I've heard a lot in the past about how writers need to pick a niche and market to that niche in order to be successful. Because I'm a contrarian by nature, I write whatever I want to write and can't market at all. I would like to take some time today to clarify these practices.
For a shameful amount of time, I thought the only way to make it as a writer was to be a novelist. This was somewhat reinforced by seeing multiple published novelists come out and say that self-publishing was a bad idea, or that self-publishing would make it harder for you to get published "for real" in the future. So I decided I would grow up to write young adult novels, and I spent years trying and failing to do so. Some of those attempts still exist somewhere on my laptop, and nearly all of them are terrible. After several years of this, I was forced to admit that I do not have the capability to write a novel yet, and that's okay. I do still enjoy reading young adult fiction, but I'm not sure whether I can write it convincingly, because teenagers these days completely baffle me.
In the midst of all this failure to adequately produce young adult fiction, I maintained a strong love for poetry. I've loved it and written it since I was a kid. But I heard from so many people that poetry isn't marketable and doesn't get published anymore. So I resigned myself to the fact that the widest audience my tortured words would ever see was FictionPress.com. I went a couple of years without writing much poetry at all, but I kept reading it, and eventually I always came back to trying to write it. (I like to think I've gotten somewhat better at it over the years!)
In 2015, I started getting more into visual novels, and when I realized that there were free visual novel development tools out there, I decided that maybe this could be my niche instead. So I started writing some. I did in fact finish the script for one, and it's been in development hell for a long while, but I swear to God I will finish it at some point if it fucking kills me. (Realistically it probably won't actually kill me.) But other than that one finished script, none of my other visual novels have really gone anywhere. Just like the regular novels, I'd get an exciting idea and start writing, and then it would die off or turn out to be worse than I thought it was. Again, I started to wonder if this was the right niche for me.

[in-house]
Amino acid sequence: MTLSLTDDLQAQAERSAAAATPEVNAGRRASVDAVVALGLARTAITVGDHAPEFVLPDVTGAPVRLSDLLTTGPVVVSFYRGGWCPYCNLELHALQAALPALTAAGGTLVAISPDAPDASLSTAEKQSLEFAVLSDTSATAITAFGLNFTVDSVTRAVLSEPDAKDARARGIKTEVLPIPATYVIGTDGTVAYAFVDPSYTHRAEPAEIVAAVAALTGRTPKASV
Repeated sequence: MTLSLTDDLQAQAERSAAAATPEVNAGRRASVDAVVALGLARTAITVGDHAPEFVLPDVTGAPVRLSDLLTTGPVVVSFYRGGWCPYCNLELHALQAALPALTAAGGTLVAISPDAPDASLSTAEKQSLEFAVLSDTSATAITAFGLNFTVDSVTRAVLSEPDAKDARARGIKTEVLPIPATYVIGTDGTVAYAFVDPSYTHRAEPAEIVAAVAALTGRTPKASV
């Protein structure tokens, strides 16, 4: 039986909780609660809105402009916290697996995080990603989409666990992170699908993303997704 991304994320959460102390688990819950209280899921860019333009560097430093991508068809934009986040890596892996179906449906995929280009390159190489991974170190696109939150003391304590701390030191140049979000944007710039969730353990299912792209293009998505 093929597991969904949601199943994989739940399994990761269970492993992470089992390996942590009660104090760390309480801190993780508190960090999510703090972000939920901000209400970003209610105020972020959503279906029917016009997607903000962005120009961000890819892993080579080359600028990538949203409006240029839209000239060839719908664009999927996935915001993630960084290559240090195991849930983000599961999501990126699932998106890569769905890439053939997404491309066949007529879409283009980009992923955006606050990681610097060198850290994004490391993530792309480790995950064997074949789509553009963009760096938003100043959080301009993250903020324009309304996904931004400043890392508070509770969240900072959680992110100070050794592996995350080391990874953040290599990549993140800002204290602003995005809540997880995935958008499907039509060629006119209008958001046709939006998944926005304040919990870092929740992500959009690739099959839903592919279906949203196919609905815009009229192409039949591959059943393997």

Fast-forward two years, to my move to Portland. I started going to a poetry slam called Slamlandia and meeting amazingly talented poets, and I started seeing chapbooks and zines EVERYWHERE. Whole sections of them stocked at Powells (the best bookstore in the world). Lots of small press publishers that have them. Lots of individual writers and artists selling them on Etsy and other retailers. And I was blown away, because somehow I had never realized that this was even possible. This was self-publishing in a way I didn't even know you could do. And I don't like to make assumptions about other people's feelings, but from my perspective, they all seemed like they liked what they were doing with their writing.
So I thought about that for a while. And I kept thinking about it. And I realized some things.
Around the same time I started developing my first visual novel, I also got into reviewing games. Mostly visual novels, but occasionally interactive fiction games or random indie RPGs, or just random fun games. And I loved doing it. I still love doing it. I'm happy to be reviewing for Anime Backgrounds now, and I'm also happy to put out the occasional random review on a book I like or on a completely random thing called Pen Pal Tarot.
Shortly before I moved, I started doing some copywriting on the side, partly because I'm poor and partly because I wanted the writing practice. I don't really love copywriting and I don't do it as much as I do other writing projects, but it's fun every now and then.
You know what the common denominator is? I'm happy doing both of those things. Yeah, I know, it seems really obvious. But I seriously hadn't realized it before.
One day, I sat my brain down and told it that we needed to have a much-needed talk. And it went something like this:
I love writing. I am compelled to write. Writing makes me happy. It helps me be healthier. It is what I want to do. So why the hell am I trying to force myself into a singular box, when I should just be writing?
So that's what I'm doing.
These days, I write poetry. I write reviews. I'm still working on that visual novel. I do some random copywriting and proofreading. I have a lot of ideas for zines that I want to do. And I write rambling blog posts about things that no one else cares about. And all of these things make me happy.
Someday, I do want to write for a living somehow. I don't know how exactly, but it would be amazing to get paid a living wage to do what I love to do. But even if it never happens, I love writing too much to give it up. And no matter what happens on the career front, I'm not doing myself any favors by trying to force myself to fit in a box.
So I write whatever I want to write.
I am not famous. I will probably never be famous. But I am doing something that makes me happy. And as a very unhappy person, I need to do the things that make me happy. And that is writing. And so that is what I am doing. I am not always doing it well, but I am doing it.
Because goddamn it, I'm a writer and I'm going to own it.